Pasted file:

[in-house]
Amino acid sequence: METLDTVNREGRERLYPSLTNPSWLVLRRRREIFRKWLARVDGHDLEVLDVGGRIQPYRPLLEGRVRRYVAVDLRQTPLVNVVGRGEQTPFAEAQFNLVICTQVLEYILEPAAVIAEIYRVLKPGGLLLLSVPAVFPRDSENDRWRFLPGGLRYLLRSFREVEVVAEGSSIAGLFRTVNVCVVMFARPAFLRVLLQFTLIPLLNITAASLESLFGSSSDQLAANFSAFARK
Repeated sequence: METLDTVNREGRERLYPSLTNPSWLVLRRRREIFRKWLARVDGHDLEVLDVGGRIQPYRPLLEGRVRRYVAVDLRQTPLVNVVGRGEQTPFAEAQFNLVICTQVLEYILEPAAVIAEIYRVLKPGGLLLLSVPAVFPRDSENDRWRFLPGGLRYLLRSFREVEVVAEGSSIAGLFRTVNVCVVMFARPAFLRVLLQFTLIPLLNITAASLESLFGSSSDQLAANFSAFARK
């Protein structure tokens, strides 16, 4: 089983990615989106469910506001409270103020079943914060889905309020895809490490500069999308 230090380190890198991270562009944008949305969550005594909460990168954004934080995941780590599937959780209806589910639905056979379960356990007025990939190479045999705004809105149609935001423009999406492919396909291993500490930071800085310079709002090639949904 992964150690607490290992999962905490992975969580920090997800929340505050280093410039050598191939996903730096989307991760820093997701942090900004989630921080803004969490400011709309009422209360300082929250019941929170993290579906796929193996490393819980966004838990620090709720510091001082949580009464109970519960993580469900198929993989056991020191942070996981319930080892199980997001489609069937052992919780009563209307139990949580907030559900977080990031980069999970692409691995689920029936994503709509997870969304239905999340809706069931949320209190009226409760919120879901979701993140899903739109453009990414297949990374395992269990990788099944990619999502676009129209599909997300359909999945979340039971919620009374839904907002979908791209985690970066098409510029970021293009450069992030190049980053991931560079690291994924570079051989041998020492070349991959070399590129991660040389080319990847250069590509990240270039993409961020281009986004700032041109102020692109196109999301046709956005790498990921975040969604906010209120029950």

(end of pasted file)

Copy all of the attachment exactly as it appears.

[in-house]
Amino acid sequence: METLDTVNREGRERLYPSLTNPSWLVLRRRREIFRKWLARVDGHDLEVLDVGGRIQPYRPLLEGRVRRYVAVDLRQTPLVNVVGRGEQTPFAEAQFNLVICTQVLEYILEPAAVIAEIYRVLKPGGLLLLSVPAVFPRDSENDRWRFLPGGLRYLLRSFREVEVVAEGSSIAGLFRTVNVCVVMFARPAFLRVLLQFTLIPLLNITAASLESLFGSSSDQLAANFSAFARK
Repeated sequence: METLDTVNREGRERLYPSLTNPSWLVLRRRREIFRKWLARVDGHDLEVLDVGGRIQPYRPLLEGRVRRYVAVDLRQTPLVNVVGRGEQTPFAEAQFNLVICTQVLEYILEPAAVIAEIYRVLKPGGLLLLSVPAVFPRDSENDRWRFLPGGLRYLLRSFREVEVVAEGSSIAGLFRTVNVCVVMFARPAFLRVLLQFTLIPLLNITAASLESLFGSSSDQLAANFSAFARK
């Protein structure tokens, strides 16, 4: 089983990615989106469910506001409270103020079943914060889905309020895809490490500069999308 230090380190890198991270562009944008949305969550005594909460990168954004934080995941780590599937959780209806589910639905056979379960356990007025990939190479045999705004809105149609935001423009999406492919396909291993500490930071800085310079709002090639949904 992964150690607490290992999962905490992975969580920090997800929340505050280093410039050598191939996903730096989307991760820093997701942090900004989630921080803004969490400011709309009422209360300082929250019941929170993290579906796929193996490393819980966004838990620090709720510091001082949580009464109970519960993580469900198929993989056991020191942070996981319930080892199980997001489609069937052992919780009563209307139990949580907030559900977080990031980069999970692409691995689920029936994503709509997870969304239905999340809706069931949320209190009226409760919120879901979701993140899903739109453009990414297949990374395992269990990788099944990619999502676009129209599909997300359909999945979340039971919620009374839904907002979908791209985690970066098409510029970021293009450069992030190049980053991931560079690291994924570079051989041998020492070349991959070399590129991660040389080319990847250069590509990240270039993409961020281009986004700032041109102020692109196109999301046709956005790498990921975040969604906010209120029950």